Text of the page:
Michael Ratner, president emeritus of the Center for Constitutional Rights and a lawyer to Julian Assange and WikiLeaks. He recently returned from attending part the pretrial hearing for Bradley Manning.
JUAN GONZÁLEZ: Bradley Manning, the U.S. Army private accused of leaking hundreds of thousands of classified documents to the whistleblowing website WikiLeaks, has testified in a courtroom for the first time since he was arrested in May 2010. Speaking Thursday at a pretrial proceeding, Manning revealed the emotional tumult that he experienced while imprisoned in Kuwait after his arrest in 2010, saying, quote, "I remember thinking, ’I’m going to die.’ I thought I was going to die in a cage."
As part of his testimony, Manning stepped inside a life-sized chalk outline representing the six-by-eight-foot cell he was later held in at the Quantico base in Virginia, and he recounted how he would tilt his head to see the reflection of a skylight through a tiny space in his cell door.
Our “Solitary 101″ PowerPoint, developed for the recent Midwest Coalition for Human Rights conference on Solitary Confinement and Human Rights, is now available online. The 60-slide PowerPoint includes sections on the history of solitary confinement, solitary as it is practiced in the United States today, and the growing movement against solitary confinement.
We encourage educators and advocates to use, share, and customize the presentation according to their needs (for non-commercial purposes only, with proper attribution to Solitary Watch). No advance permission is necessary, although we will appreciate hearing about how you are using the presentation, as well as any suggestions for improvement.
November 8, 2012 by Solitary Watch Guest Author Lance Tapley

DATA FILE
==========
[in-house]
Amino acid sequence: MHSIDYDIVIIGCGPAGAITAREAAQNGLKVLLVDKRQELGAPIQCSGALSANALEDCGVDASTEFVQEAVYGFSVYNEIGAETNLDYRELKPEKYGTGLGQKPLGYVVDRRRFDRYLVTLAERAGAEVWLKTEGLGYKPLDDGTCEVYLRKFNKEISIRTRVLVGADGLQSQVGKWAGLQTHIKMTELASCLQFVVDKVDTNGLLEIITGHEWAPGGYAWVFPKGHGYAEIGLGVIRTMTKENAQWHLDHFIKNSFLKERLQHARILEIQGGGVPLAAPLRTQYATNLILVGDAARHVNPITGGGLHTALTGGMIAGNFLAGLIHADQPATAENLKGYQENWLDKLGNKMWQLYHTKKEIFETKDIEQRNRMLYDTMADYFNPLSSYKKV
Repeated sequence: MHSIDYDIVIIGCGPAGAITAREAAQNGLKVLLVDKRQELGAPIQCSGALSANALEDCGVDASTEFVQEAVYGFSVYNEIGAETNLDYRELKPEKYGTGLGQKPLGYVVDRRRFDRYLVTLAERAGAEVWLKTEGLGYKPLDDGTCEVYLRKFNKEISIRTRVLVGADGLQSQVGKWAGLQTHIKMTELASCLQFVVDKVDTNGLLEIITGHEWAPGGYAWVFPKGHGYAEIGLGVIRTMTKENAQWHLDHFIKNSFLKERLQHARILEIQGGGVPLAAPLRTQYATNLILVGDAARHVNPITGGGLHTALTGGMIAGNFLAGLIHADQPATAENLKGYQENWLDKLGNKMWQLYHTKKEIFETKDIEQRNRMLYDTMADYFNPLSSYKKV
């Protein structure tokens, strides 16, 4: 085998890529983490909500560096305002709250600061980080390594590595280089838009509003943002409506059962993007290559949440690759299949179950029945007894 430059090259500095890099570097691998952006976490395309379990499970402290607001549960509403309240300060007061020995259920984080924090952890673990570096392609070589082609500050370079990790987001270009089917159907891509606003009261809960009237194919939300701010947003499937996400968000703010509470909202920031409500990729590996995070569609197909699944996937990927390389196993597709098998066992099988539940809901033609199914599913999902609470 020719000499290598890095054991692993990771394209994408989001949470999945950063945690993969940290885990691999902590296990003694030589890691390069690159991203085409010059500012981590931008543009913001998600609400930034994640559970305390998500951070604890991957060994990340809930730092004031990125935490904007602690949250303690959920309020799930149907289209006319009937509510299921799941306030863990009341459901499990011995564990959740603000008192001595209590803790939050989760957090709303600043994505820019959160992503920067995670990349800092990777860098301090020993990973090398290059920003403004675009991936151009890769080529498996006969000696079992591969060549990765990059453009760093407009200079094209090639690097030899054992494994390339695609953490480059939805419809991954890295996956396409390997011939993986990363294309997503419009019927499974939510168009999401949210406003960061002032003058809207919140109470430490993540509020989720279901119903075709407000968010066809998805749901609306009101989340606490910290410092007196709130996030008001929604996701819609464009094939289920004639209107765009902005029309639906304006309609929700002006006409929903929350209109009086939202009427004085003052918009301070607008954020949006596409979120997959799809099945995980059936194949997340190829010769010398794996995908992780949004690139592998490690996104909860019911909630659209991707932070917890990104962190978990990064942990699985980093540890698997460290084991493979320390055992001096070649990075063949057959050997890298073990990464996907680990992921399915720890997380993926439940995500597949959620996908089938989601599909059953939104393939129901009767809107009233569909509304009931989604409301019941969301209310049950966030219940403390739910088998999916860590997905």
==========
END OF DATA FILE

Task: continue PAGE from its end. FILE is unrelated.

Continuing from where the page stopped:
In 1986 Ojore Lutalo, a black revolutionary in the Trenton State Prison — now the New Jersey State Prison — wrote to Bonnie Kerness’s American Friends Service Committee (AFSC) office in Newark. His letter described the extreme isolation and other brutalities in the prison’s Management Control Unit, which he called a “prison within a prison.”
“I could not believe what he was telling me” about the MCU, she says. She reacted by becoming “this lunatic white lady” calling New Jersey corrections officials about Lutalo.
Kerness immediately went to work trying to stop MCU guards from harassing prisoners by waking them at 1 a.m. to make them strip in front of snarling dogs leaping for their genitals — to arbitrarily have them switch cells. She got this practice stopped.
Lutalo’s letter also began to open her eyes to the torture of solitary confinement, which in the mid-1980s was just starting to spread across the country as a mass penological practice. Coordinator of the AFSC’s national Prison Watch Project, Kerness had worked on prison issues since the mid-1970s. Now she became an anti-solitary-confinement activist. In 2012, she has been one longer and more consistently than, possibly, anyone else.